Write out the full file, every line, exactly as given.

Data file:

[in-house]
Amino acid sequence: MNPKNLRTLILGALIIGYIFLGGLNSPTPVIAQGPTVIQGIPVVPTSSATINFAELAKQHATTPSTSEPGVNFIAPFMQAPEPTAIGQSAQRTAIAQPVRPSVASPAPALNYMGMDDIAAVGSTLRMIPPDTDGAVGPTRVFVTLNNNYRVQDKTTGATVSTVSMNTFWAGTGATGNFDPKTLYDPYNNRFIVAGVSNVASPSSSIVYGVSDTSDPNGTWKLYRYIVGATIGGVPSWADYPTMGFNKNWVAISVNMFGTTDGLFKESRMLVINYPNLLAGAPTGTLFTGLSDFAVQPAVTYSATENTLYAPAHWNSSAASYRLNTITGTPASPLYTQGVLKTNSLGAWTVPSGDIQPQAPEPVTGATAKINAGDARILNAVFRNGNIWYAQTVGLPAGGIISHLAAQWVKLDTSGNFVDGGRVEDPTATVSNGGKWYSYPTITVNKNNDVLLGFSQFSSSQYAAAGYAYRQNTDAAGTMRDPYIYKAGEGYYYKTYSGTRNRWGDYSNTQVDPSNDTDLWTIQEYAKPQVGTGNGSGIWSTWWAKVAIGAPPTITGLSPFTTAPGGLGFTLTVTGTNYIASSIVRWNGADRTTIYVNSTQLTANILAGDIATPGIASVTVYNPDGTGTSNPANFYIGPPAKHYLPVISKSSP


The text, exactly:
[in-house]
Amino acid sequence: MNPKNLRTLILGALIIGYIFLGGLNSPTPVIAQGPTVIQGIPVVPTSSATINFAELAKQHATTPSTSEPGVNFIAPFMQAPEPTAIGQSAQRTAIAQPVRPSVASPAPALNYMGMDDIAAVGSTLRMIPPDTDGAVGPTRVFVTLNNNYRVQDKTTGATVSTVSMNTFWAGTGATGNFDPKTLYDPYNNRFIVAGVSNVASPSSSIVYGVSDTSDPNGTWKLYRYIVGATIGGVPSWADYPTMGFNKNWVAISVNMFGTTDGLFKESRMLVINYPNLLAGAPTGTLFTGLSDFAVQPAVTYSATENTLYAPAHWNSSAASYRLNTITGTPASPLYTQGVLKTNSLGAWTVPSGDIQPQAPEPVTGATAKINAGDARILNAVFRNGNIWYAQTVGLPAGGIISHLAAQWVKLDTSGNFVDGGRVEDPTATVSNGGKWYSYPTITVNKNNDVLLGFSQFSSSQYAAAGYAYRQNTDAAGTMRDPYIYKAGEGYYYKTYSGTRNRWGDYSNTQVDPSNDTDLWTIQEYAKPQVGTGNGSGIWSTWWAKVAIGAPPTITGLSPFTTAPGGLGFTLTVTGTNYIASSIVRWNGADRTTIYVNSTQLTANILAGDIATPGIASVTVYNPDGTGTSNPANFYIGPPAKHYLPVISKSSP